Sorry, meant 3 gallons. Also, would it be feasible to add some cut up pears during the fermentation for some fruit flavor?

  • Will
    7:30 pm on October 8th, 2012 29

    Erika,

    Sure, that should work fine.

    Thanks, will

  • Will
    7:37 pm on October 8th, 2012 30

    You can use various substances for fining. I have not heard of anyone using Isinglass but it should not hurt. Let us know how well it works for you. Bentonite can be used any time after racking out of the main fermentor to jugs.

    Yes, many people use cheese presses for pressing their sake mash.

    Good luck, Kampai!

  • Humbert
    10:44 am on June 21st, 2013 31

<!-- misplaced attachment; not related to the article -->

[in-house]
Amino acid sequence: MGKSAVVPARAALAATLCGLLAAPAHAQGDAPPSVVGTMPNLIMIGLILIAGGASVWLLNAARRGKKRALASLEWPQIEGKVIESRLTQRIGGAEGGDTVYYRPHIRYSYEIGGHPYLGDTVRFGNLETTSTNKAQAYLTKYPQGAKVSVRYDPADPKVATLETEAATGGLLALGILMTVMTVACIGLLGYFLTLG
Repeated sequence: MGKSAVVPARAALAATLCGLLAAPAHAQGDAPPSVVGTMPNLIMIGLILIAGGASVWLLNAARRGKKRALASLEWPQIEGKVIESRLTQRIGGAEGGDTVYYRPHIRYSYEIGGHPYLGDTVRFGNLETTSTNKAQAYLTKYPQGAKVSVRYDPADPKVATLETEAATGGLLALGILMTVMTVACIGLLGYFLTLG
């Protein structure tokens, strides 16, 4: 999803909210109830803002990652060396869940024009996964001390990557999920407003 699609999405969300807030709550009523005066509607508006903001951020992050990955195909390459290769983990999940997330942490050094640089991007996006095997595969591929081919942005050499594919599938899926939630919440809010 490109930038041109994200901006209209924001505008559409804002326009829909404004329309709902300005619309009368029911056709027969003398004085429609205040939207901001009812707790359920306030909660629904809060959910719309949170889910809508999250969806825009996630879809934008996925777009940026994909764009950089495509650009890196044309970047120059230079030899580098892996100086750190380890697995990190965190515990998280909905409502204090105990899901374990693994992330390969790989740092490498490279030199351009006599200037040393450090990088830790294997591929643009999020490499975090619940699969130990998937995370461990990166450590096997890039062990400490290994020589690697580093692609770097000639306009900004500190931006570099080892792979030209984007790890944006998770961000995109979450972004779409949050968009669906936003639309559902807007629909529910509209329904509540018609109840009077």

Hi Will,
    I have one question: Why don’t you use an airlock till the day 32?I though that during the first fermentation the CO2 needs to come out as well.
    thanks!

  • Will
    12:20 am on June 22nd, 2013 32

    Humbert, I don’t use an air tight lid. Just enough cover to keep dust and other debris from falling in. Traditionally sake is brewed in open tanks. So there is no need to seal it up.

    Will

  • Humbert
    1:39 pm on July 2nd, 2013 33

    Hi Will, thanks a lot for your reply. Both your site and book is being very useful to help brew some sake! Doing my first try!
    Once i use the koji, wath I should do with the rest? keep it in the fridge or in the freezer again?
    thanks

  • Will
    7:21 am on July 6th, 2013 34

    Humbert,

    The best would be to put the koji in the refrigerator when it arrives and use it within a couple of weeks. If you can’t use it that soon then freezing may be better.

    Thanks,

    Will

  • Mark
    2:01 pm on July 19th, 2013 35